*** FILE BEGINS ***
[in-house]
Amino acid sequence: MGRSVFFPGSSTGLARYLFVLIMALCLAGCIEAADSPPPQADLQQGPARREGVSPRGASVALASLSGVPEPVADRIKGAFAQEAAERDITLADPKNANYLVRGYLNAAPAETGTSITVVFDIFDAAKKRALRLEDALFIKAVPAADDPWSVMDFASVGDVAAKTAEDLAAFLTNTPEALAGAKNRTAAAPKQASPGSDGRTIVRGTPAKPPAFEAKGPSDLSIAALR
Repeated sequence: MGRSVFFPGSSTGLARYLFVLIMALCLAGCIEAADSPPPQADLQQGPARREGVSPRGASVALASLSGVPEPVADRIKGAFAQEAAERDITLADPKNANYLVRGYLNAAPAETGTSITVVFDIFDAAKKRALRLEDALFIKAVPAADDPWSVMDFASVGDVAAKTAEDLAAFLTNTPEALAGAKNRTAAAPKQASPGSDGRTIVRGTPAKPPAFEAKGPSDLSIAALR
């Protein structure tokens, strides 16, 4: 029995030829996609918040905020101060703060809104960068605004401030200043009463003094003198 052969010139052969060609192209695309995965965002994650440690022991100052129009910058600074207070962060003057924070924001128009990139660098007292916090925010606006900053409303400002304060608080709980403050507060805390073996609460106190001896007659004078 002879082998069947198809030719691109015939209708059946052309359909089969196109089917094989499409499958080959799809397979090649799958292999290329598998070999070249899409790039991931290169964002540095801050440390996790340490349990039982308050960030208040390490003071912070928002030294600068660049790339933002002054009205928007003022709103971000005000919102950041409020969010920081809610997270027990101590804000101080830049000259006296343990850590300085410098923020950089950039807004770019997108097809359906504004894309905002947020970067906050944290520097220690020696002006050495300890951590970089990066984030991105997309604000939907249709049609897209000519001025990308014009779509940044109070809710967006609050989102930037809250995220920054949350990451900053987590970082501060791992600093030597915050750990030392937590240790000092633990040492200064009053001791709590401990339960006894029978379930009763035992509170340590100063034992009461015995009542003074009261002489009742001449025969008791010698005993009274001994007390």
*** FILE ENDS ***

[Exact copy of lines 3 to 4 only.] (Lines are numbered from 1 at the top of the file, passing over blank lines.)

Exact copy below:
Repeated sequence: MGRSVFFPGSSTGLARYLFVLIMALCLAGCIEAADSPPPQADLQQGPARREGVSPRGASVALASLSGVPEPVADRIKGAFAQEAAERDITLADPKNANYLVRGYLNAAPAETGTSITVVFDIFDAAKKRALRLEDALFIKAVPAADDPWSVMDFASVGDVAAKTAEDLAAFLTNTPEALAGAKNRTAAAPKQASPGSDGRTIVRGTPAKPPAFEAKGPSDLSIAALR
């Protein structure tokens, strides 16, 4: 029995030829996609918040905020101060703060809104960068605004401030200043009463003094003198 052969010139052969060609192209695309995965965002994650440690022991100052129009910058600074207070962060003057924070924001128009990139660098007292916090925010606006900053409303400002304060608080709980403050507060805390073996609460106190001896007659004078 002879082998069947198809030719691109015939209708059946052309359909089969196109089917094989499409499958080959799809397979090649799958292999290329598998070999070249899409790039991931290169964002540095801050440390996790340490349990039982308050960030208040390490003071912070928002030294600068660049790339933002002054009205928007003022709103971000005000919102950041409020969010920081809610997270027990101590804000101080830049000259006296343990850590300085410098923020950089950039807004770019997108097809359906504004894309905002947020970067906050944290520097220690020696002006050495300890951590970089990066984030991105997309604000939907249709049609897209000519001025990308014009779509940044109070809710967006609050989102930037809250995220920054949350990451900053987590970082501060791992600093030597915050750990030392937590240790000092633990040492200064009053001791709590401990339960006894029978379930009763035992509170340590100063034992009461015995009542003074009261002489009742001449025969008791010698005993009274001994007390």